November 30, 2005

France Weighs Immigration Controls After Riots

The French government Tuesday proposed tightening immigration controls to make it more difficult for foreign students and foreign-born relatives of French residents to enter the country. The plan was fueled by concern over unrest in immigrant neighborhoods, the scene recently of three weeks of street violence.

At the same time, the lower house of Parliament overwhelmingly approved new anti-terrorism laws that would allow increased video surveillance in public places and tougher monitoring of international travel by French citizens.

Several French political leaders have linked polygamy with the violence that struck more than 300 communities across France. Large families with multiple wives and numerous children foster poverty and lack of parental control over youths, the politicians said.

Polygamy is illegal in France, but the law has not been enforced among African and Arab immigrants who have imported the practice from their home countries.

The government's proposed law, which Villepin said would be submitted to Parliament next year, would make it more difficult for French residents and citizens to bring foreign spouses into the country and require longer waiting periods for legal immigrants to apply for visas for their spouses and children. Legal immigrants would be required to be able to speak French before family members could join them in France.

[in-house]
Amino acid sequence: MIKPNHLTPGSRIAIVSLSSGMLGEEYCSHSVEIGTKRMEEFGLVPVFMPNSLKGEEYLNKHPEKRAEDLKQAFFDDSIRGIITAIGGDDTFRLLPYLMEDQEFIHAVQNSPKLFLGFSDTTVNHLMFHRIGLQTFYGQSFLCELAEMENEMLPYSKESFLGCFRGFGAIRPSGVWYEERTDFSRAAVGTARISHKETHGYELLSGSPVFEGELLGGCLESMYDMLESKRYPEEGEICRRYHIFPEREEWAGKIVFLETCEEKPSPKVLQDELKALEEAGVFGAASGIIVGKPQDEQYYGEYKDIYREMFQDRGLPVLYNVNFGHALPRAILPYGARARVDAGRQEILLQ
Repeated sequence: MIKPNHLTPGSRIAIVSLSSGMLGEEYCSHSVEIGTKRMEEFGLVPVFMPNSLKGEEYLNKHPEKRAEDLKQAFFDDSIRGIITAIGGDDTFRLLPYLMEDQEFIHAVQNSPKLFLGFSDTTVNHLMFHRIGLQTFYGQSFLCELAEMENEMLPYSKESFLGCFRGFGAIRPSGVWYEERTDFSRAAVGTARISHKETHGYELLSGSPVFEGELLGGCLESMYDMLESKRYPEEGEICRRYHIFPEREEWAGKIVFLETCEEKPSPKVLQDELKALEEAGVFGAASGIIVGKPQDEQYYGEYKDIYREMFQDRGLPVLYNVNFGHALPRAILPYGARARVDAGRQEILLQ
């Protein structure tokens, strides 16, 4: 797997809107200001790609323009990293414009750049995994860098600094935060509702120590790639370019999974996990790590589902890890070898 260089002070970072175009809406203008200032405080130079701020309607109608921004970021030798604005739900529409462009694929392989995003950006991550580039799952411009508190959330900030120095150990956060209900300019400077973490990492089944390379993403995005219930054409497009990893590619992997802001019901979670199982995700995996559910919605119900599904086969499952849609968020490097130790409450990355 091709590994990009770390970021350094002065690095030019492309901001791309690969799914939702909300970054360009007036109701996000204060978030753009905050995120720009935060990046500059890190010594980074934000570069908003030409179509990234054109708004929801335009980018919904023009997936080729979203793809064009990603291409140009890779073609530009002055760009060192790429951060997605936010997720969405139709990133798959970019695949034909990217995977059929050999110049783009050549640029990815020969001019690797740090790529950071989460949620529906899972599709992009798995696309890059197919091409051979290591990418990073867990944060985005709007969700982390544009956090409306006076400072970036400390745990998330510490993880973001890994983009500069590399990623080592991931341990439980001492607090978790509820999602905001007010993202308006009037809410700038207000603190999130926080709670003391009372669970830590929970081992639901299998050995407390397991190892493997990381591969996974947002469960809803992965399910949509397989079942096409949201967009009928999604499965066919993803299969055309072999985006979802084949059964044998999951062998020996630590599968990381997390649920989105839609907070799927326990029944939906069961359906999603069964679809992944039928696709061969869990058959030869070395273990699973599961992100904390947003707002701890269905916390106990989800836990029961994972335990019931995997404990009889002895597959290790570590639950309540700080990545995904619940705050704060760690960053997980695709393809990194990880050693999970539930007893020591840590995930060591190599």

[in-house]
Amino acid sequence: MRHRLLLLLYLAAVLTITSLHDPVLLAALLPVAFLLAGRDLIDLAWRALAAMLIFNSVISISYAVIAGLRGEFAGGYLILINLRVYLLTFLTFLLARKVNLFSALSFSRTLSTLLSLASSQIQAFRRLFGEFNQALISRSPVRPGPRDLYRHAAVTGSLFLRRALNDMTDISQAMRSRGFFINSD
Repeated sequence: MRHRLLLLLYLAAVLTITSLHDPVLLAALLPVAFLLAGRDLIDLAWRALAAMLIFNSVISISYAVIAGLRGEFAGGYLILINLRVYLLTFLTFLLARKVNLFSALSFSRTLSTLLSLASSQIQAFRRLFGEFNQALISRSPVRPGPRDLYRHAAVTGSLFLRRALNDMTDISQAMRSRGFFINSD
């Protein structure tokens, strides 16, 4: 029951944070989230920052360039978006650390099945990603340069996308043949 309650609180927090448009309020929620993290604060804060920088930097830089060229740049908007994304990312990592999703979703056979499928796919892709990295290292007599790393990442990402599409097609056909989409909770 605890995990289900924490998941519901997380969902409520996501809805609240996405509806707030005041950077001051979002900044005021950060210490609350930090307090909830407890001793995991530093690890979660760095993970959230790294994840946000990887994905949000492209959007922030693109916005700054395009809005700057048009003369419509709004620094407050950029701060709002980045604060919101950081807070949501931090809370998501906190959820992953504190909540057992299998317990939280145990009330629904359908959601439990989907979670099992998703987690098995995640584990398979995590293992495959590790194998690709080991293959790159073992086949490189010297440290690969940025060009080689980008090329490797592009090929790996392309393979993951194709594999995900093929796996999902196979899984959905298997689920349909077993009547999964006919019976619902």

The new anti-terrorism measure, strengthening laws that are already among the toughest in Europe, passed the lower house 373 to 27.

Under the draft law, certain buildings, including department stores, mosques and synagogues, could be equipped with surveillance cameras. Aides to Sarkozy say he embraced the measure after seeing how effective video recordings had been in helping British authorities identify the subway bombers.

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